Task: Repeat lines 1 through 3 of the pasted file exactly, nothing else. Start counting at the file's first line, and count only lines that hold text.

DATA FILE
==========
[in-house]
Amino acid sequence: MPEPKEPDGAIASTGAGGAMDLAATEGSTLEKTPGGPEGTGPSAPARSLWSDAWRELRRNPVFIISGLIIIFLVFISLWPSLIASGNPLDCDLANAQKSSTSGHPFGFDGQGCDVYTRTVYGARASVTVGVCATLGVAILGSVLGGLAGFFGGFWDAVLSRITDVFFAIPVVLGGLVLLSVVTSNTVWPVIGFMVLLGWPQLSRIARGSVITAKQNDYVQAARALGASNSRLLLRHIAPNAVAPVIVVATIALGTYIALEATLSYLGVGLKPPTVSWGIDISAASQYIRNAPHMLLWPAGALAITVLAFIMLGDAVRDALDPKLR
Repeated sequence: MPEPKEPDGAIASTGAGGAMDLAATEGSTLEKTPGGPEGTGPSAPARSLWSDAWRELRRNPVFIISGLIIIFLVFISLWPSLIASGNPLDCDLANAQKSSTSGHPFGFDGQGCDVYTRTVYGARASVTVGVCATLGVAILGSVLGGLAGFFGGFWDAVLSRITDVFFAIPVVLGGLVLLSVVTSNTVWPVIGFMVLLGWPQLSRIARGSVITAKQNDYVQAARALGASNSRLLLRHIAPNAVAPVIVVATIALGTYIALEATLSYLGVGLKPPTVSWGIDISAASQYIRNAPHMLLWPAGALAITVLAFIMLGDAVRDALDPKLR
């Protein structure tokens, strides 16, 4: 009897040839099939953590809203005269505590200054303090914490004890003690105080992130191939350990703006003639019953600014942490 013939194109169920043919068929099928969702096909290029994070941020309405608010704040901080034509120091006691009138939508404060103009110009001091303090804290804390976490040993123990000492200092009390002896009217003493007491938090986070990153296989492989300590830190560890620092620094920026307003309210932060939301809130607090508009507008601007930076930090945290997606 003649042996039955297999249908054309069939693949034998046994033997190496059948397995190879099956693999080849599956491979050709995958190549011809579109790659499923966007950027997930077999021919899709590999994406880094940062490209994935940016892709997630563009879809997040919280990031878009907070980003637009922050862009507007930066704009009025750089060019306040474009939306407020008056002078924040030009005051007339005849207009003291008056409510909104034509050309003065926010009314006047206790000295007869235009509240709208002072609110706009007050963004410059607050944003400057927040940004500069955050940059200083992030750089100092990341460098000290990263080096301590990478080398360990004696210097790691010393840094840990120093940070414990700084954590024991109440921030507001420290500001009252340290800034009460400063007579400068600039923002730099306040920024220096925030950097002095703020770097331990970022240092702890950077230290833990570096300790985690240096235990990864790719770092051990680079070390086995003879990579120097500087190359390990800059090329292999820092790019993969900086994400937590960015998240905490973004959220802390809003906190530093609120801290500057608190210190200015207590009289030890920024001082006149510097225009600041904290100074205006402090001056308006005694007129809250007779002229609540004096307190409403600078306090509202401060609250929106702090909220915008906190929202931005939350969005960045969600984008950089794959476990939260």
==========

[in-house]
Amino acid sequence: MPEPKEPDGAIASTGAGGAMDLAATEGSTLEKTPGGPEGTGPSAPARSLWSDAWRELRRNPVFIISGLIIIFLVFISLWPSLIASGNPLDCDLANAQKSSTSGHPFGFDGQGCDVYTRTVYGARASVTVGVCATLGVAILGSVLGGLAGFFGGFWDAVLSRITDVFFAIPVVLGGLVLLSVVTSNTVWPVIGFMVLLGWPQLSRIARGSVITAKQNDYVQAARALGASNSRLLLRHIAPNAVAPVIVVATIALGTYIALEATLSYLGVGLKPPTVSWGIDISAASQYIRNAPHMLLWPAGALAITVLAFIMLGDAVRDALDPKLR
Repeated sequence: MPEPKEPDGAIASTGAGGAMDLAATEGSTLEKTPGGPEGTGPSAPARSLWSDAWRELRRNPVFIISGLIIIFLVFISLWPSLIASGNPLDCDLANAQKSSTSGHPFGFDGQGCDVYTRTVYGARASVTVGVCATLGVAILGSVLGGLAGFFGGFWDAVLSRITDVFFAIPVVLGGLVLLSVVTSNTVWPVIGFMVLLGWPQLSRIARGSVITAKQNDYVQAARALGASNSRLLLRHIAPNAVAPVIVVATIALGTYIALEATLSYLGVGLKPPTVSWGIDISAASQYIRNAPHMLLWPAGALAITVLAFIMLGDAVRDALDPKLR